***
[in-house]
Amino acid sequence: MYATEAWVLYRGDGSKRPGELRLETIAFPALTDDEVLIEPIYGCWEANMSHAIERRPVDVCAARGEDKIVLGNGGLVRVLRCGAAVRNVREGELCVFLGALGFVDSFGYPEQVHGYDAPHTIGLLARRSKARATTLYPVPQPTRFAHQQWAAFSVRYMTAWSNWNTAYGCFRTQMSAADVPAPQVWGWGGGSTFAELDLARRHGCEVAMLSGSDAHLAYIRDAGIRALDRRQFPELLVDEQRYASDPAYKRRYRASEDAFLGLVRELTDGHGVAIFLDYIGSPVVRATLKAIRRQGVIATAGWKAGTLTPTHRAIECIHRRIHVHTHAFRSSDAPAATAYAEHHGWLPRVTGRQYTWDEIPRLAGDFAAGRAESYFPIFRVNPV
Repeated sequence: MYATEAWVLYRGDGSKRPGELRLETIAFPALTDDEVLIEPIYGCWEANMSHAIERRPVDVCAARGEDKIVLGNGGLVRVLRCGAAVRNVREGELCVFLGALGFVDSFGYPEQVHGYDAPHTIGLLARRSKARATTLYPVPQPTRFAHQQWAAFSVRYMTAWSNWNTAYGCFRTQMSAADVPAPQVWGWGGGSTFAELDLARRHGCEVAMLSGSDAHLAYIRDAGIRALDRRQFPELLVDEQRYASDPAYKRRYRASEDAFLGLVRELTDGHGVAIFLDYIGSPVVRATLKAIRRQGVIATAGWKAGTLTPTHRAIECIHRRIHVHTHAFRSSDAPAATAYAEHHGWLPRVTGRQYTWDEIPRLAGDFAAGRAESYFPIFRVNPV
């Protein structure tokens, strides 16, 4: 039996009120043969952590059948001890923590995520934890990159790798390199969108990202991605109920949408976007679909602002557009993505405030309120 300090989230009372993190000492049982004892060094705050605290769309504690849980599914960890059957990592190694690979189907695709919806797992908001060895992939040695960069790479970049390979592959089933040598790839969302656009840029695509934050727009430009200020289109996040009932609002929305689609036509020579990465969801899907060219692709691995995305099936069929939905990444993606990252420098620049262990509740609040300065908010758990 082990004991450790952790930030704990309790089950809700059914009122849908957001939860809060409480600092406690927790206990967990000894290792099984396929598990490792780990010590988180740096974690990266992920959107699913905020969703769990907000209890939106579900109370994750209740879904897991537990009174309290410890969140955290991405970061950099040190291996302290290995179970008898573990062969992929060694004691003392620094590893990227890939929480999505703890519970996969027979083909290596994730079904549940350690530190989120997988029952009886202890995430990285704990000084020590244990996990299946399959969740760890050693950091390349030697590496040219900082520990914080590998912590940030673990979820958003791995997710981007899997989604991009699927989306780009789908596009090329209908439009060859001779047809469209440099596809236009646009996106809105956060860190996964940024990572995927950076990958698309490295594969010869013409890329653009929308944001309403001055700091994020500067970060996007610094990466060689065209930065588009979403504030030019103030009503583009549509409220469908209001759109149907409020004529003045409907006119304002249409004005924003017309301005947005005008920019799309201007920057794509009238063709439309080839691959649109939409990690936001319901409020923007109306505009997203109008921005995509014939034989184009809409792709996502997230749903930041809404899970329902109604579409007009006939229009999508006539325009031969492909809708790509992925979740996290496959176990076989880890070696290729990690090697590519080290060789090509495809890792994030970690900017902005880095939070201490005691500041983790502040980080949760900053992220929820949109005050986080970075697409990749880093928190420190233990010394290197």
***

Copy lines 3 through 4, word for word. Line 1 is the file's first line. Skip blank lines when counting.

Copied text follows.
Repeated sequence: MYATEAWVLYRGDGSKRPGELRLETIAFPALTDDEVLIEPIYGCWEANMSHAIERRPVDVCAARGEDKIVLGNGGLVRVLRCGAAVRNVREGELCVFLGALGFVDSFGYPEQVHGYDAPHTIGLLARRSKARATTLYPVPQPTRFAHQQWAAFSVRYMTAWSNWNTAYGCFRTQMSAADVPAPQVWGWGGGSTFAELDLARRHGCEVAMLSGSDAHLAYIRDAGIRALDRRQFPELLVDEQRYASDPAYKRRYRASEDAFLGLVRELTDGHGVAIFLDYIGSPVVRATLKAIRRQGVIATAGWKAGTLTPTHRAIECIHRRIHVHTHAFRSSDAPAATAYAEHHGWLPRVTGRQYTWDEIPRLAGDFAAGRAESYFPIFRVNPV
């Protein structure tokens, strides 16, 4: 039996009120043969952590059948001890923590995520934890990159790798390199969108990202991605109920949408976007679909602002557009993505405030309120 300090989230009372993190000492049982004892060094705050605290769309504690849980599914960890059957990592190694690979189907695709919806797992908001060895992939040695960069790479970049390979592959089933040598790839969302656009840029695509934050727009430009200020289109996040009932609002929305689609036509020579990465969801899907060219692709691995995305099936069929939905990444993606990252420098620049262990509740609040300065908010758990 082990004991450790952790930030704990309790089950809700059914009122849908957001939860809060409480600092406690927790206990967990000894290792099984396929598990490792780990010590988180740096974690990266992920959107699913905020969703769990907000209890939106579900109370994750209740879904897991537990009174309290410890969140955290991405970061950099040190291996302290290995179970008898573990062969992929060694004691003392620094590893990227890939929480999505703890519970996969027979083909290596994730079904549940350690530190989120997988029952009886202890995430990285704990000084020590244990996990299946399959969740760890050693950091390349030697590496040219900082520990914080590998912590940030673990979820958003791995997710981007899997989604991009699927989306780009789908596009090329209908439009060859001779047809469209440099596809236009646009996106809105956060860190996964940024990572995927950076990958698309490295594969010869013409890329653009929308944001309403001055700091994020500067970060996007610094990466060689065209930065588009979403504030030019103030009503583009549509409220469908209001759109149907409020004529003045409907006119304002249409004005924003017309301005947005005008920019799309201007920057794509009238063709439309080839691959649109939409990690936001319901409020923007109306505009997203109008921005995509014939034989184009809409792709996502997230749903930041809404899970329902109604579409007009006939229009999508006539325009031969492909809708790509992925979740996290496959176990076989880890070696290729990690090697590519080290060789090509495809890792994030970690900017902005880095939070201490005691500041983790502040980080949760900053992220929820949109005050986080970075697409990749880093928190420190233990010394290197």